NHS worker's manual handling injury

When he suffered a workplace accident on 2 September 2014, our client was employed by NHS Lothian at the Royal Infirmary of Edinburgh (RIE) in the Sterilisation Department. On the day of his accident, he was situated in the decontamination area.

Working in this area, our client had to move around trolleys packed with surgical trays and also clean the trays. There were two lines of tightly packed trolleys, and our client needed to remove a trolley from the rear of one of the lines to get to a tray for cleaning. As the handles on this trolley were not accessible, our client placed his hands on the top bumper strip. He wiggled the trolley slightly and then tried pulling it gently. However, the trolley failed to move. Our client thought that this was due to the rear wheels being caught. As a result he continued to pull the trolley to free it from the adjoining one. When he did, the trolley suddenly came free and ran over his right foot.

The Consequences

He decided not to seek medical treatment immediately after the accident and instead went home. But when the pain didn't improve overnight, he attended the A&E department at his workplace. It was confirmed he had a soft tissue injury to his foot. He didn't make a full recovery for nine months, but the injury had mostly resolved in seven weeks.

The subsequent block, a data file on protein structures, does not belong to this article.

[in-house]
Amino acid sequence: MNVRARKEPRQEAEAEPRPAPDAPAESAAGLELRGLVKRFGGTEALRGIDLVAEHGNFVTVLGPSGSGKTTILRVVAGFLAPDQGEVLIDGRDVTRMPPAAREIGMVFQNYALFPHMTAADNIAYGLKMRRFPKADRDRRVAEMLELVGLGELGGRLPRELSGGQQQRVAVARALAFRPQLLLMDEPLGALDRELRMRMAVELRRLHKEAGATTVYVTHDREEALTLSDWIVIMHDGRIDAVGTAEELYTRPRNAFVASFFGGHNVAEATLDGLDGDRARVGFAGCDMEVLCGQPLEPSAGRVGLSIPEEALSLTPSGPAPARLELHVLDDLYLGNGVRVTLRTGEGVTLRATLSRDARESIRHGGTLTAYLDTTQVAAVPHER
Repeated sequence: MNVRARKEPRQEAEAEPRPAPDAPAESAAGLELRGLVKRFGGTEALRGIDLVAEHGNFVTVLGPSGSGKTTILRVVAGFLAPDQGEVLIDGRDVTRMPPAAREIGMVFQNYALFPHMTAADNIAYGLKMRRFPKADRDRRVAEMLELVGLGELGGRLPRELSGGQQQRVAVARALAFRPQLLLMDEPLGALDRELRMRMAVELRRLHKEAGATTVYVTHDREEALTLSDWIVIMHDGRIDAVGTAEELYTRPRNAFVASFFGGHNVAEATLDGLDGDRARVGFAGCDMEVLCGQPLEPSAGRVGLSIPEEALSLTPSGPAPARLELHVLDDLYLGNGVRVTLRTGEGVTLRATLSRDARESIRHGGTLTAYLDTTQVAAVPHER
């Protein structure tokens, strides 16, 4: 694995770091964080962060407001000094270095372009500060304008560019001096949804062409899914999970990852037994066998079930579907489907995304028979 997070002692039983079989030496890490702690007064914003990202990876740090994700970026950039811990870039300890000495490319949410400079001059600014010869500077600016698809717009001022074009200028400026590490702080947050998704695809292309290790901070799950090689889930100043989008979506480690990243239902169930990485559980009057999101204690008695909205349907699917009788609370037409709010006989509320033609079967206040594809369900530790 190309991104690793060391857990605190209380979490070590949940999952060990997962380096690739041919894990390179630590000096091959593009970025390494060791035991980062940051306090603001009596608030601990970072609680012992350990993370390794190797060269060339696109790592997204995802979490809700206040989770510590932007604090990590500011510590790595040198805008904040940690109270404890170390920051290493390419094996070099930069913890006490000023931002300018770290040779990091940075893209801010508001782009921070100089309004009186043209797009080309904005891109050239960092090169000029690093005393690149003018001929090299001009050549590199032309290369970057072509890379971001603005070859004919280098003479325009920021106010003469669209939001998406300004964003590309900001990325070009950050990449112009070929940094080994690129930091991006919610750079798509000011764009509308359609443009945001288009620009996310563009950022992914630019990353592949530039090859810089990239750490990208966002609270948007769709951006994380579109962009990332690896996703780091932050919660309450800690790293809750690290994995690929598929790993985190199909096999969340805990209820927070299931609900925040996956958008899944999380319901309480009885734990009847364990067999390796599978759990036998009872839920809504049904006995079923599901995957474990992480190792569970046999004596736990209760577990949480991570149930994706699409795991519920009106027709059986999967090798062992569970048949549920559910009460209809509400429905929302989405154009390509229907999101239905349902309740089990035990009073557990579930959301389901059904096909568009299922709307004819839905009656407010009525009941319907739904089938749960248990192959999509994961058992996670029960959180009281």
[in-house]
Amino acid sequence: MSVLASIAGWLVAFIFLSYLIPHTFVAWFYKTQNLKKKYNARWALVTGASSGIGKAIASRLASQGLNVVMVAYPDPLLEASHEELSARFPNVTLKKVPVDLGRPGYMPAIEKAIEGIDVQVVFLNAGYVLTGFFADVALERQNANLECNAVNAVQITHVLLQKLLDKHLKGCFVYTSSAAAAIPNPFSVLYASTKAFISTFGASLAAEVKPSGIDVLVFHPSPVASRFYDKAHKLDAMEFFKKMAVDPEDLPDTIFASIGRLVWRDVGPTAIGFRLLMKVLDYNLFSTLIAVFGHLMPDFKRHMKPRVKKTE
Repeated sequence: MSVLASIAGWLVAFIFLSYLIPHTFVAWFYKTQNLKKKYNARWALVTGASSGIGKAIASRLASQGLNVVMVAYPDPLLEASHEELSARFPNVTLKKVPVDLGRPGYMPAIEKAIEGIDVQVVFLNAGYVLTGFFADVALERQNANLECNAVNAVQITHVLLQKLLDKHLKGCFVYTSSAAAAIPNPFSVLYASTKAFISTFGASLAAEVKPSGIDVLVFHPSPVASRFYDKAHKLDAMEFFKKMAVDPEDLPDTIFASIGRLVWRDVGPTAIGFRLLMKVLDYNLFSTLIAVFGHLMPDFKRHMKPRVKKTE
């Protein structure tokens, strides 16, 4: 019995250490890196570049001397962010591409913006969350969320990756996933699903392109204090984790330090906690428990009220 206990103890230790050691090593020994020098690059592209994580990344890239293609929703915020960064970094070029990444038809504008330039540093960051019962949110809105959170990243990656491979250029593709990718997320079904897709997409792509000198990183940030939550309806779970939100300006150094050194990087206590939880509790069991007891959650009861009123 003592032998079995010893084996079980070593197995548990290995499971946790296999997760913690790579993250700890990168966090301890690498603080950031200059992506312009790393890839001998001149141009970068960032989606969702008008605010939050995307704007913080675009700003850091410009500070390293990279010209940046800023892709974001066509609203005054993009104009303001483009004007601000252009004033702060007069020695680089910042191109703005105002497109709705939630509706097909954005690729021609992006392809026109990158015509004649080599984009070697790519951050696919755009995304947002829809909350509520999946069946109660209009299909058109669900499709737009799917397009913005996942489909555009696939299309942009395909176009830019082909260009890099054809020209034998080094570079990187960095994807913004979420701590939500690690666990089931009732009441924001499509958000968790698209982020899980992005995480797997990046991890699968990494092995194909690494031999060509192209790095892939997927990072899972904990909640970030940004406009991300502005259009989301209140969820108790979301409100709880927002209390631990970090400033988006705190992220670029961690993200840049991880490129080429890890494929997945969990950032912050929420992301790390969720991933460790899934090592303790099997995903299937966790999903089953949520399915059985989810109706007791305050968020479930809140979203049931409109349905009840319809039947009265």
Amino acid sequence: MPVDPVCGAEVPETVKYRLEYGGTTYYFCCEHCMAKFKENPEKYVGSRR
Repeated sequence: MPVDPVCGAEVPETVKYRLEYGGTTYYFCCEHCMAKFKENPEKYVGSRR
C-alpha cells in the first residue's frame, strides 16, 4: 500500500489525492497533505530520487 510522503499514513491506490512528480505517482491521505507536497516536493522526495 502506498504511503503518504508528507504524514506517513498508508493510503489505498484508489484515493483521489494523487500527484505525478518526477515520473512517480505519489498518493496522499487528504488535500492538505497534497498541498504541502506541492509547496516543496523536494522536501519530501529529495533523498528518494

As he didn't want to lose overtime and had scheduled annual leave starting the week of the accident, he didn't take any time off work, but the pain caused him to struggle with a few daily tasks, such as shopping and driving.

The Settlement

Our client instructed Thompsons' work accident solicitors through his union, UNISON.

Because our client had not been sufficiently trained to carry out this task, his employer was held liable for the incident. Our client did receive annual manual handling training, but this never covered handling the trolleys. He also shouldn't have been asked to fill in for his supervisor in the first place.

The defender put forward an offer of £1,500 compensation for the soft tissue injury to our client's foot. We discussed this offer with our client and, considering the medical evidence available and the amount of suffering the injury had caused, we agreed this was fair. The case was settled on 11 August 2017.

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